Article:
Ryan Fries, assistant professor of civil engineering in the SIUE School of Engineering, will receive the prestigious national 2011 ExCEEd New Faculty Excellence in Teaching Award from the American Society of Civil Engineering (ASCE). Fries will accept the honor at an American Society of Engineering Education conference in Vancouver, Canada, on June 28.
“I am very honored to receive the ExCEEd New Faculty Excellence in Teaching Award,” said Fries. “I am very thankful for the support from my colleagues and the SIUE School of Engineering toward continually improving my teaching.” ExCEEd, an acronym for Excellence in Civil Engineering Education, is an invitation-only, week-long course sponsored by ASCE that teaches civil engineering professors best practices for effective, student-centered instruction. Fries acknowledged, “I gained several useful techniques during the course and reorganized the way I teach many of my classes.”
Susan Morgan, professor of civil engineering and chair of that department, shared her excitement for Fries and was delighted that he was selected. “He is well-deserving of this award,” said Morgan. “The SIUE Department of Civil Engineering hired Ryan expecting him to be an excellent teacher and colleague, and he has lived up to our expectations.” Fries, an expert in transportation systems and safety, joined the School of Engineering in fall 2008.
Seventeen teams from around the region will compete— including teams from Indiana, Illinois and Missouri—at the Southern Illinois University Edwardsville School of Engineering Annual Greater St. Louis Botball Educational Robotics Tournament, set for Saturday, April 30, in Meridian Ballroom, on the first floor of SIUE’s Morris University Center. Seeding rounds begin at 10 a.m. and double elimination rounds commence at approximately 1:30 p.m. at the tournament, which is free and open to the public.
The Botball Educational Robotics Program engages middle- and high-school-aged students in a team-oriented robotics competition that develops students’ science, technology, engineering, computer science and math skills. Home schoolers and community teams are also welcome to participate. In Botball, all the design, coding, and building of robots is done by students, and no machining is necessary.
Each Botball team will consist of five to 20 middle and high school students who will design, build, program and document a single or pair of autonomous robots (without remote controls). The tournament challenges participants to program robots that navigate a game board, transport and pick up various colored objects and go head-to-head against other robots.
The theme of this year’s tournament games is “Botball Airport Renovation.” To score points the robots must load “unclaimed luggage into matching baggage carts,” transport “airplanes” to the “runway,” move “bio-fuels” to a manufacturing facility and erect a new “control tower” on a tarmac. Finally, “Botguy,” the mascot of Botball, must be transported from the terminal to the top of the new control tower.
The Greater St. Louis Botball Program started with a two-day, hands-on professional development workshop for educators on March 5-6 at the SIUE’s School of Engineering. At the workshop, teams received instruction in addition to their reusable kits of robotics equipment. Each kit will be used for competition and will be kept by the school or team to be integrated into the classroom or extracurricular activities. This ensures that schools will be able to continue growth in science, math and technology curricula through robotics after the Botball season is over.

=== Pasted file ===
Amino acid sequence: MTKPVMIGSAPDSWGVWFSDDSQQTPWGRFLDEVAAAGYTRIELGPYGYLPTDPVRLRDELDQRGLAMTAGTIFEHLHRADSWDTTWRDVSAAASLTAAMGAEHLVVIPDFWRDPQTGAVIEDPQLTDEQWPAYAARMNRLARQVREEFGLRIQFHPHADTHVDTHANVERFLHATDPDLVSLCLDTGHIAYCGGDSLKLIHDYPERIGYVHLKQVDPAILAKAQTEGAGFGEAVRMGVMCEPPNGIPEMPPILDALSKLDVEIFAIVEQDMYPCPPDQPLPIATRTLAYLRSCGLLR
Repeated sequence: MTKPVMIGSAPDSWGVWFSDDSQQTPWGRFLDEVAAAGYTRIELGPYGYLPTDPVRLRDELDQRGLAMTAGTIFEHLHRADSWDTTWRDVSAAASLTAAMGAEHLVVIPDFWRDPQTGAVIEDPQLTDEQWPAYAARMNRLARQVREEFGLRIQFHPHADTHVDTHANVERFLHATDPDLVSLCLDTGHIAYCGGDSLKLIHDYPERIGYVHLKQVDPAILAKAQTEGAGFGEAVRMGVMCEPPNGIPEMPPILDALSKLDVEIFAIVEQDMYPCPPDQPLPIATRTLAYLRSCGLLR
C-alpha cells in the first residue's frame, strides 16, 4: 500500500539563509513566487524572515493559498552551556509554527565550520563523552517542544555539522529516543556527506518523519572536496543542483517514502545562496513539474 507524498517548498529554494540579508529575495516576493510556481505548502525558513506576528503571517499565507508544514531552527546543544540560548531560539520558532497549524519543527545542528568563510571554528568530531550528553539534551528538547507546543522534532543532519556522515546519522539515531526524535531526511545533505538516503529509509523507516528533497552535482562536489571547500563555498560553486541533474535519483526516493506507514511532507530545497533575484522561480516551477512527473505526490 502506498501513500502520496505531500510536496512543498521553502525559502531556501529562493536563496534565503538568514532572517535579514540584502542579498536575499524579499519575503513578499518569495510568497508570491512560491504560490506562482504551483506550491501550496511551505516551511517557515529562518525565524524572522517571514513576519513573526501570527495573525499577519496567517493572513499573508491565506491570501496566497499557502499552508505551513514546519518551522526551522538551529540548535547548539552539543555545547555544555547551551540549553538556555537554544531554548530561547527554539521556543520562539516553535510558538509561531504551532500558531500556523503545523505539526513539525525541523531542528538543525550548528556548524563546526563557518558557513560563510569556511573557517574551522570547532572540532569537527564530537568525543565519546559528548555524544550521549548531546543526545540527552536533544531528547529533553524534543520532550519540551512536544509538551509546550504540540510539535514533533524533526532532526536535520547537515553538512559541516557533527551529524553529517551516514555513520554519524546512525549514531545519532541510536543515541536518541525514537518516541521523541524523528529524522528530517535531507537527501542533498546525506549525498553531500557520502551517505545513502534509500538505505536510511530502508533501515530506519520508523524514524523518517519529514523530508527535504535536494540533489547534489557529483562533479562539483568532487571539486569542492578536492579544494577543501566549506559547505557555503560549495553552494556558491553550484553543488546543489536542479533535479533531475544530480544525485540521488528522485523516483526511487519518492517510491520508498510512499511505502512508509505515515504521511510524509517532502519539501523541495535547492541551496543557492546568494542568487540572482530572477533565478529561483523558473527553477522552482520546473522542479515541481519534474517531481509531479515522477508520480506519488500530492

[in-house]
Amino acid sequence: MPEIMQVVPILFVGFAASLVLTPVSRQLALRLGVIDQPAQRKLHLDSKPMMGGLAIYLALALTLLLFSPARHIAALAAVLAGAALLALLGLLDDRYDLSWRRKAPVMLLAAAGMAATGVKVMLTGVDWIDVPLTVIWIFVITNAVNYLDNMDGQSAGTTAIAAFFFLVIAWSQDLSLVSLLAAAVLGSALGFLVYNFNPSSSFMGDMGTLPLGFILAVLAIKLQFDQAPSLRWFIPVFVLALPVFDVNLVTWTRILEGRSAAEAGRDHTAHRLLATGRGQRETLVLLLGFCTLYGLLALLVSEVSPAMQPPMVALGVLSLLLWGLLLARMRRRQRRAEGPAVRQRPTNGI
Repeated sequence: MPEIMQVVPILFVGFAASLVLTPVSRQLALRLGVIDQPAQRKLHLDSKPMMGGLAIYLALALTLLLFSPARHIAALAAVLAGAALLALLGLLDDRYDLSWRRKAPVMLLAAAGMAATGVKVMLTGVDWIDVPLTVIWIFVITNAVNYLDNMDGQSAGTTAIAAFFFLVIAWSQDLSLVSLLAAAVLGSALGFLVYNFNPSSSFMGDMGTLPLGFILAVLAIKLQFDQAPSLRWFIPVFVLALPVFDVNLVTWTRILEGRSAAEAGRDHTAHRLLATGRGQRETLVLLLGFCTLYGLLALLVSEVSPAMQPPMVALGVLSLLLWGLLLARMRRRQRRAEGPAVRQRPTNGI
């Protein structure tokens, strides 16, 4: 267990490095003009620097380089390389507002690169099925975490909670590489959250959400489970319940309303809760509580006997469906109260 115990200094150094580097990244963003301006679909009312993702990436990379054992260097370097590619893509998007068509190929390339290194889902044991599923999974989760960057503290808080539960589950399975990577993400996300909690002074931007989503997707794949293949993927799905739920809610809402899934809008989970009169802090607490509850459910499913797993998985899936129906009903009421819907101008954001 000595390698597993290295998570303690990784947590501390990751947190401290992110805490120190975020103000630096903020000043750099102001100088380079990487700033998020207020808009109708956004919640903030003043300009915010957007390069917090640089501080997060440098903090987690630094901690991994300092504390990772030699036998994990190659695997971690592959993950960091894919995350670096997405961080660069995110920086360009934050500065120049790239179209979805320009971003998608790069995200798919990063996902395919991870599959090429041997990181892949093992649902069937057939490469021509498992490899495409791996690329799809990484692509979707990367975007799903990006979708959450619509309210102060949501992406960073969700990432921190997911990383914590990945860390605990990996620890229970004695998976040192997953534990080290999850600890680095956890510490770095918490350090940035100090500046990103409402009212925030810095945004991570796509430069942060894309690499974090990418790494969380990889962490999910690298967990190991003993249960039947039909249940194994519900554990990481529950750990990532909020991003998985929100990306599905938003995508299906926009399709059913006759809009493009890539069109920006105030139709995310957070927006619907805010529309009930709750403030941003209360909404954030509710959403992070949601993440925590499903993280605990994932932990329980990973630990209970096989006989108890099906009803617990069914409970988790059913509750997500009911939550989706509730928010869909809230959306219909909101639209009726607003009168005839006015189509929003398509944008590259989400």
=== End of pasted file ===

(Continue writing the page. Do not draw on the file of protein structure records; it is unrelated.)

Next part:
NASA, which has sponsored Botball for more than a decade, utilizes autonomous robots in space and planetary exploration. NASA also uses Botball as an opportunity to reach out to its future workforce members to help them acquire relevant hands-on experience and skills. Additional regional sponsorship was provided by Basler Electric Company, Hal and Jean Gentry, and Kay and Paul Guse.
The SIUE School of Engineering has been very proactive in using Botball to reach out to middle- and high-school students, helping to prepare and motivate individuals who may one day attend SIUE. Last year, SIUE hosted the Global Conference on Educational Robotics, which attracted more than 500 students, families and educators to campus. For more information about Botball, visit the website: www.botball.org or contact by e-mail: email@example.com.
This spring and summer will prove to be quite busy for several SIUE School of Engineering professors. Their passion for engineering has allowed them to extend their reach from labs and classrooms to industry professionals on various other continents.
Multiple engineering faculty members received all-expenses paid invitations to present their research in countries across the world, and here is a glimpse of just some of the amazing international opportunities SIUE engineering professors have recently and will soon embark on:
Louis Youn recently returned from Hanyang University in Seoul, Korea, just two weeks ago. The professor of electrical and computer engineering, who also is chair of that department, gave a seminar lecture, “Optimal Operation of On-site Generating Facility with Storage Unit.” He is not the only professor from his department on the move internationally.